Changes in sea ice thickness and extent also have direct consequences for the eco-system of the Arctic Ocean. The reason is that the marginal ice zone is sort of like a "Garden of the Arctic Ocean". Due to the melting of sea ice, algae are released from the ice into the sea. In addition, the freshwater in the ice mixes with the seawater. Since the former has a lower density than seawater, a stable stratification of the surface water occurs. As a result, the algae remain in the topmost, light-flooded water layer and start to grow. So-called algal bloom results. These algae, in turn, form the beginning of the Arctic food webs. Currently it is scientifically controversial, however, whether the Arctic Ocean will become "more productive" because of the decline in ice and the related increase in light.
Scientists like Dr. Ilka Peeken therefore investigated the biology of the algae not only in the sea ice, but also in the melt ponds and in the water column under the ice. The initial results point to regional differences: in the Atlantic part of the central Arctic the algae biomass and carbon intake, both in the ice and in the melt ponds and water column, were significantly higher than in the Pacific section.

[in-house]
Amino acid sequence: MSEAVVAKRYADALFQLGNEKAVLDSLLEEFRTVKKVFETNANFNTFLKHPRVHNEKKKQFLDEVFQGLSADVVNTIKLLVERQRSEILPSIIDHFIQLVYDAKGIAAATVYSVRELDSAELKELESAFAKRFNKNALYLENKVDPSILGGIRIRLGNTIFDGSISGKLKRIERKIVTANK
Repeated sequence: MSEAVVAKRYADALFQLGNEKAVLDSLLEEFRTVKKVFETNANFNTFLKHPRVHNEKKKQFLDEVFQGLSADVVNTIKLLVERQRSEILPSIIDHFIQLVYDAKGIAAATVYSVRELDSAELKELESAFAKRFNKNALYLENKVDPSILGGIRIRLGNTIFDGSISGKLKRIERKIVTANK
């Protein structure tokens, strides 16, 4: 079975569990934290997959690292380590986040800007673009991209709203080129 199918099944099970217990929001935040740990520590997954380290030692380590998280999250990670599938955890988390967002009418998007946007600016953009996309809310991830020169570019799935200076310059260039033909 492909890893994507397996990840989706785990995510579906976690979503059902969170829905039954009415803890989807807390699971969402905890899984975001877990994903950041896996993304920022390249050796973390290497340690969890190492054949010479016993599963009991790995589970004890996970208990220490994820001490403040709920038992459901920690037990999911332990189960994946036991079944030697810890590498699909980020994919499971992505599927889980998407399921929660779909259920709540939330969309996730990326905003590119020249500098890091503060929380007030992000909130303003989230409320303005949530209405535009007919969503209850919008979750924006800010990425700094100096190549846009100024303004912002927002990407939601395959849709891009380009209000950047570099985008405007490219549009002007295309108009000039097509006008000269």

This applies similarly to the climate-relevant trace gas methane, which may form during algal bloom. Measurements by the biogeochemists headed by Dr. Ellen Damm showed that the formation and release of the greenhouse gas are influenced by which region of the Arctic Ocean is seasonally ice-free. In addition, the researchers succeeded for the first time in verifying how much methane is oxidised to carbon dioxide in the ice.
The scientists now want to compare these and many other snapshots of the situation in summer 2011 with their results from 2007 as well as with data from the two Arctic long-term observatories of the Alfred Wegener Institute in the Fram Strait. The so-called "mooring" and the deep-sea observa
|Contact: Sina Loeschke|
Helmholtz Association of German Research Centres